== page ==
Self-driving software is one of them, which is powered by AI and machine learning. Tesla is a leader in this field and it intends to release a fully autonomous robotaxi in 2024. That forms part of the basis for Ark Invest's lofty $1,533 price target for Tesla stock, which represents 678% upside from where it trades today. Ark has also issued a prediction for the autonomous ride-hailing industry, which suggests it could be a $14 trillion opportunity as soon as 2027.

Speaking of 2027, that's the possible release year for Tesla's humanoid robot, Optimus, which could change the workforce forever by automating low-skill jobs. The company anticipates it could sell millions of units per year with a price tag of $20,000.

Tesla has outlined plans to produce 20 million cars per year by 2030, meaning greater than tenfold growth between now and then in its core business.

Realizing the potential of any one of the aforementioned businesses is plenty to see Tesla reclaim a $1 trillion valuation. But combined, getting there could be a breeze in the medium to long term.

3. Meta Platforms: The metaverse could deliver big returns

Meta Platforms (META 0.20%) is another former member of the trillion-dollar club. It entered in 2021 before the tech sell-off dealt a 55% blow to its stock price from its all-time high. Meta is the parent company of popular social media platforms like Facebook, Instagram, and WhatsApp, though it shifted its focus to developing the metaverse over the last few years, much to the disappointment of investors.

A global economic slowdown is hurting Meta's core advertising business across Facebook and Instagram. Meanwhile, the company is plowing billions of dollars into its Reality Labs (metaverse) segment despite it generating a mere pittance in terms of revenue. Reality Labs' total loss for 2022 came in at an eye-popping $13.7 billion.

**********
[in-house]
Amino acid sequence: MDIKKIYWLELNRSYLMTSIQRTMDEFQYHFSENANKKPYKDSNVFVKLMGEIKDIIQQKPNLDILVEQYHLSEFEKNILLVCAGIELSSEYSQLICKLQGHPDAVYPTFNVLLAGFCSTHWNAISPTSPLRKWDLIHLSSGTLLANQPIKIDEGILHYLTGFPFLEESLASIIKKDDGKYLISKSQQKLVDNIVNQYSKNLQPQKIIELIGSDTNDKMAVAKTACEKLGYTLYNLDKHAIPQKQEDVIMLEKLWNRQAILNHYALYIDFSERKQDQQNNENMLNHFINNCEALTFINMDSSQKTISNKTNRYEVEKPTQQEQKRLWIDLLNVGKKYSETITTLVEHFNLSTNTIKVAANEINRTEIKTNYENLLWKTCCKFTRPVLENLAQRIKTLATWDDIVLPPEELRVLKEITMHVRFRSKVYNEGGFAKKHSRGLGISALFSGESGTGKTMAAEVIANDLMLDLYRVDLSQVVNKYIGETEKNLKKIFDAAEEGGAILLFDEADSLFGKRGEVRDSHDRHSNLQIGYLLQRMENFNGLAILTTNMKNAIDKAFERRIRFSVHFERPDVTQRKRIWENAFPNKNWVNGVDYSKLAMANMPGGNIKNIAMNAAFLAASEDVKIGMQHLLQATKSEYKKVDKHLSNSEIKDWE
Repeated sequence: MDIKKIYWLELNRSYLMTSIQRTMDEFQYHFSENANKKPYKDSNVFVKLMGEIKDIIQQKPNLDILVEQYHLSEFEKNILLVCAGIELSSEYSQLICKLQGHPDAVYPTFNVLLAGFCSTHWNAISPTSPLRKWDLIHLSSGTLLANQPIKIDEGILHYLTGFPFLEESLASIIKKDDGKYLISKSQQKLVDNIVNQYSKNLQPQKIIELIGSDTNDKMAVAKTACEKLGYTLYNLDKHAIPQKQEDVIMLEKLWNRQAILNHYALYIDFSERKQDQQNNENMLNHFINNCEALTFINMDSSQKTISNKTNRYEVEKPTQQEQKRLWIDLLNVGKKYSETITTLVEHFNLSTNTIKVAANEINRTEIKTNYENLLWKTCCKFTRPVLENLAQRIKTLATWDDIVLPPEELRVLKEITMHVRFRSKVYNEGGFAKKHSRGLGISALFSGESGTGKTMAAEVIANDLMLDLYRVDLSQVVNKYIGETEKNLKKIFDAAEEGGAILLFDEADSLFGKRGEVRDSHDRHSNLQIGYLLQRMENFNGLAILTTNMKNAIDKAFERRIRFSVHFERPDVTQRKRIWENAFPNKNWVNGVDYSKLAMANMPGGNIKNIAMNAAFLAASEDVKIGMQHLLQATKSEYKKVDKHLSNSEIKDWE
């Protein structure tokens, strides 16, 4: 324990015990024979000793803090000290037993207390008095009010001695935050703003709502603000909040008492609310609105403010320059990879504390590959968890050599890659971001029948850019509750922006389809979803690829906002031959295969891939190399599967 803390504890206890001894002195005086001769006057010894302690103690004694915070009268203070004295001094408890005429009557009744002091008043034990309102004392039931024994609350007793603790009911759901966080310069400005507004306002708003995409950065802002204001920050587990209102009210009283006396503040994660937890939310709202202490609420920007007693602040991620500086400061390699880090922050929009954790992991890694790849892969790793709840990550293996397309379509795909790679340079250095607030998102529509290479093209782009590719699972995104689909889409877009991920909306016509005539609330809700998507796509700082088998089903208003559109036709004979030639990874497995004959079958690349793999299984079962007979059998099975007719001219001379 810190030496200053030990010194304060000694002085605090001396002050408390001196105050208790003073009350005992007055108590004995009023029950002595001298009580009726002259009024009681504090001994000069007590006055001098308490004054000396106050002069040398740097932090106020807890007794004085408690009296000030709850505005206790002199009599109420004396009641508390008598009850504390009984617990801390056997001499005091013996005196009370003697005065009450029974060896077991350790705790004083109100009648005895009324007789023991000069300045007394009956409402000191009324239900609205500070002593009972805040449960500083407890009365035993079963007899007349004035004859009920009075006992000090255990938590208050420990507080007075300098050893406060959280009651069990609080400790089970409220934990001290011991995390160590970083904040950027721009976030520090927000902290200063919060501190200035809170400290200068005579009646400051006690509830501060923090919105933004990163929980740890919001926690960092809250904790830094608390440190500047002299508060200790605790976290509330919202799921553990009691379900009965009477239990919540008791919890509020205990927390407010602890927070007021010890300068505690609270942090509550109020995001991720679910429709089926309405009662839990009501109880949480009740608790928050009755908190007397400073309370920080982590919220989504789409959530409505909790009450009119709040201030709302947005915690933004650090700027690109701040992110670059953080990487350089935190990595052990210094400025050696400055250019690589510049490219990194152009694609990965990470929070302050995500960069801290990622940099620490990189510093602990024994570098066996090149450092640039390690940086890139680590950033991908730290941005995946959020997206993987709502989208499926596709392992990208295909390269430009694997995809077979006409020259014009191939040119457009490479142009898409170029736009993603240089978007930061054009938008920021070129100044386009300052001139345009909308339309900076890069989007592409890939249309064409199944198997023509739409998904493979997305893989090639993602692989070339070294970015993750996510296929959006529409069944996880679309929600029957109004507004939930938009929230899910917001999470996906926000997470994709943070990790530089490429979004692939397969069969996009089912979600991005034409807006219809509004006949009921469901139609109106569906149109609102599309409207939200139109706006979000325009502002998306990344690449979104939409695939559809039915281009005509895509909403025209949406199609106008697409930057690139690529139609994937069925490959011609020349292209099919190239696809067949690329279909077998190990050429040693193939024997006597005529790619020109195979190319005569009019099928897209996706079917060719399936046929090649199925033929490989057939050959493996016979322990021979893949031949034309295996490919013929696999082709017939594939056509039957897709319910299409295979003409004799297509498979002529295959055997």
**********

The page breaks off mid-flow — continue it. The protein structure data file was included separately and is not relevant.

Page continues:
But Meta quashed some concerns by laying off 11,000 employees in November last year and committing to cost cuts to help rejuvenate its earnings. It's also focusing on adding new features to Instagram to keep users engaged, including Notes and Candid Stories. That's on top of its recent success with Reels, its short-form video feature developed to compete with ByteDance's TikTok. 

The fourth quarter of 2022 brought welcome relief for investors as the improvements boosted Meta's revenue to the highest quarterly level for the year. Plus, its net income jumped sequentially after three straight quarters of declines. A continued bounce-back in Meta's ad business could be enough to inch the company closer to reclaiming a $1 trillion valuation.

But investors shouldn't discount the metaverse, despite the recent pessimism. Meta CEO Mark Zuckerberg thinks the company's virtual world could eventually attract 1 billion users who would each spend hundreds of dollars on virtual goods and services. Further, an estimate by Bloomberg Intelligence suggests it could be a $1.6 trillion opportunity by 2030. 

Since Meta is committing so many resources on both the software and hardware side, it's likely to lead the way. If virtual reality truly is the next frontier of social and professional connections, then Meta Platforms should have no trouble rejoining Apple, Microsoft, and Alphabet in the trillion-dollar club.